BB: Now for just this reason your book, Wikipedia Knows Nothing is on my syllabus for (and needed just given the context of) Philosophy and Digital Media. The issue of the Encyclopaedia is one that needs more exploration but to return to MacIntyre, I think that his years at Boston University among philosophers of science (I spent some time among them as well when I was a student) has him aligning from the start of his study those questions that cannot logically be properly resolved, excluding as they do exclude common terms, and now we are back again to your original question [back in the first Babich and Bateman dialogue] and the problem of analytic and continental claimants. For today, there can be no doubt that it is analytic philosophy that has won by annexation and the colonialist tactic of denying a voice to others, or even any recognition of difference between stylistic approaches, whereby and effectively a simple place at the table is denied to the other. Thus the other remains an outsider forever and, for me, what philosophy loses thereby is far too much ‘intellectual capital’ (as Nietzsche names it) along with the capital of the heart and spirit, not to mention excitement, even joy – and that is not a good thing.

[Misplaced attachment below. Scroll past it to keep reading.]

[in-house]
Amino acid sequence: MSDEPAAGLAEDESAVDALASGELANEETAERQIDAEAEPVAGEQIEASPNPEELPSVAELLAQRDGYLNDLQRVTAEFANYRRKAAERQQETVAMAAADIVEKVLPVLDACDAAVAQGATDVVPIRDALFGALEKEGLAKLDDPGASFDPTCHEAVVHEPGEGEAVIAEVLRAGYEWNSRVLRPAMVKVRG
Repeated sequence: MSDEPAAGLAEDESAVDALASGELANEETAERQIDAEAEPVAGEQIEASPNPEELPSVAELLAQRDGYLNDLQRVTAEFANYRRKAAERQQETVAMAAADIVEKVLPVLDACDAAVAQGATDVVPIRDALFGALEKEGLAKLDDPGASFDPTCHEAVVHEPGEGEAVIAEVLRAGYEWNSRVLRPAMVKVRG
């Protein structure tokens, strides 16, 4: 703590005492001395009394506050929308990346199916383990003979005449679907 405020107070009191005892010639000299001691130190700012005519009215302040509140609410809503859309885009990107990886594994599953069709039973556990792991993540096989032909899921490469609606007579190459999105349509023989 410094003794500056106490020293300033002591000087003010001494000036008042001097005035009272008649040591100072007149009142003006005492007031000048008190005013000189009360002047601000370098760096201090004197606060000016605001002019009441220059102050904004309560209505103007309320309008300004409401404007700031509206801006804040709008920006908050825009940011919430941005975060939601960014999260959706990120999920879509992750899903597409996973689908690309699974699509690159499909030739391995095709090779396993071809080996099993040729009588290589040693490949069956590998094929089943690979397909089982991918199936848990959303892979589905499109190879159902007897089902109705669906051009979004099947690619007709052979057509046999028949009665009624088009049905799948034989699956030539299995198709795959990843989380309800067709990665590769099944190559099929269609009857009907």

The dialogue continues next week: An Analytic Lamp-post